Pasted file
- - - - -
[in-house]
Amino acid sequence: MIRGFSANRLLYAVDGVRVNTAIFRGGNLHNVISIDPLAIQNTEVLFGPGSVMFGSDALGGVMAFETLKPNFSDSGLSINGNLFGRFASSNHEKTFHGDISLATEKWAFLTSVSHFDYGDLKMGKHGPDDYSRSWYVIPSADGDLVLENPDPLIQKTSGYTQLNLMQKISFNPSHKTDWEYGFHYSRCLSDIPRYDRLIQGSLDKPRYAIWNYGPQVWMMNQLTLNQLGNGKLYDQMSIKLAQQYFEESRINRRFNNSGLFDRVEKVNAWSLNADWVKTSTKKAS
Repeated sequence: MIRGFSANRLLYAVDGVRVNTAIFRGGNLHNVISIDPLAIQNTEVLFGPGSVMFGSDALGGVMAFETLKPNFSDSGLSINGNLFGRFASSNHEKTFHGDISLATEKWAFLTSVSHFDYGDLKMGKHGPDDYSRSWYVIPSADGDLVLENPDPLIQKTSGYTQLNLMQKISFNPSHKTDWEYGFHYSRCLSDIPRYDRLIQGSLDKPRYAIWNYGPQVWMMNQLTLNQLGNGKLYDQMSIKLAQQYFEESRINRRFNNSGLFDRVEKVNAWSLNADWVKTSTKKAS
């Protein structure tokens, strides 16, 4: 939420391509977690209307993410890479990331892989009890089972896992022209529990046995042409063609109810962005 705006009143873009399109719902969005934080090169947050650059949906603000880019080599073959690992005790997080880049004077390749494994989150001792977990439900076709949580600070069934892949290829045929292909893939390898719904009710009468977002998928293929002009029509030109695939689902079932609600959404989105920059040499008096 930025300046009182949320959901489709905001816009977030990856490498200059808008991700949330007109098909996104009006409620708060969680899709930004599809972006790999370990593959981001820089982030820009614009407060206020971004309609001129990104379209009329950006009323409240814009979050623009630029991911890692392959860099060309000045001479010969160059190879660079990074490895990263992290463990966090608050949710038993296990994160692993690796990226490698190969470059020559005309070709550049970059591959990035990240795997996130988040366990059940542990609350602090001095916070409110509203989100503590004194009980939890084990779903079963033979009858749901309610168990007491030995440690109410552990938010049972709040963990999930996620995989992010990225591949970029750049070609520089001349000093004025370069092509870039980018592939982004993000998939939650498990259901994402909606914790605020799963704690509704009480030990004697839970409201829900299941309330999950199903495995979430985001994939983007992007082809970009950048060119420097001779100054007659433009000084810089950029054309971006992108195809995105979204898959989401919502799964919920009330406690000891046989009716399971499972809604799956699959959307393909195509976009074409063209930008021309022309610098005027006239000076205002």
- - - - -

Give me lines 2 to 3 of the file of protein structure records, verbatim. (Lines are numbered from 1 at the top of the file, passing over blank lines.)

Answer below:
Amino acid sequence: MIRGFSANRLLYAVDGVRVNTAIFRGGNLHNVISIDPLAIQNTEVLFGPGSVMFGSDALGGVMAFETLKPNFSDSGLSINGNLFGRFASSNHEKTFHGDISLATEKWAFLTSVSHFDYGDLKMGKHGPDDYSRSWYVIPSADGDLVLENPDPLIQKTSGYTQLNLMQKISFNPSHKTDWEYGFHYSRCLSDIPRYDRLIQGSLDKPRYAIWNYGPQVWMMNQLTLNQLGNGKLYDQMSIKLAQQYFEESRINRRFNNSGLFDRVEKVNAWSLNADWVKTSTKKAS
Repeated sequence: MIRGFSANRLLYAVDGVRVNTAIFRGGNLHNVISIDPLAIQNTEVLFGPGSVMFGSDALGGVMAFETLKPNFSDSGLSINGNLFGRFASSNHEKTFHGDISLATEKWAFLTSVSHFDYGDLKMGKHGPDDYSRSWYVIPSADGDLVLENPDPLIQKTSGYTQLNLMQKISFNPSHKTDWEYGFHYSRCLSDIPRYDRLIQGSLDKPRYAIWNYGPQVWMMNQLTLNQLGNGKLYDQMSIKLAQQYFEESRINRRFNNSGLFDRVEKVNAWSLNADWVKTSTKKAS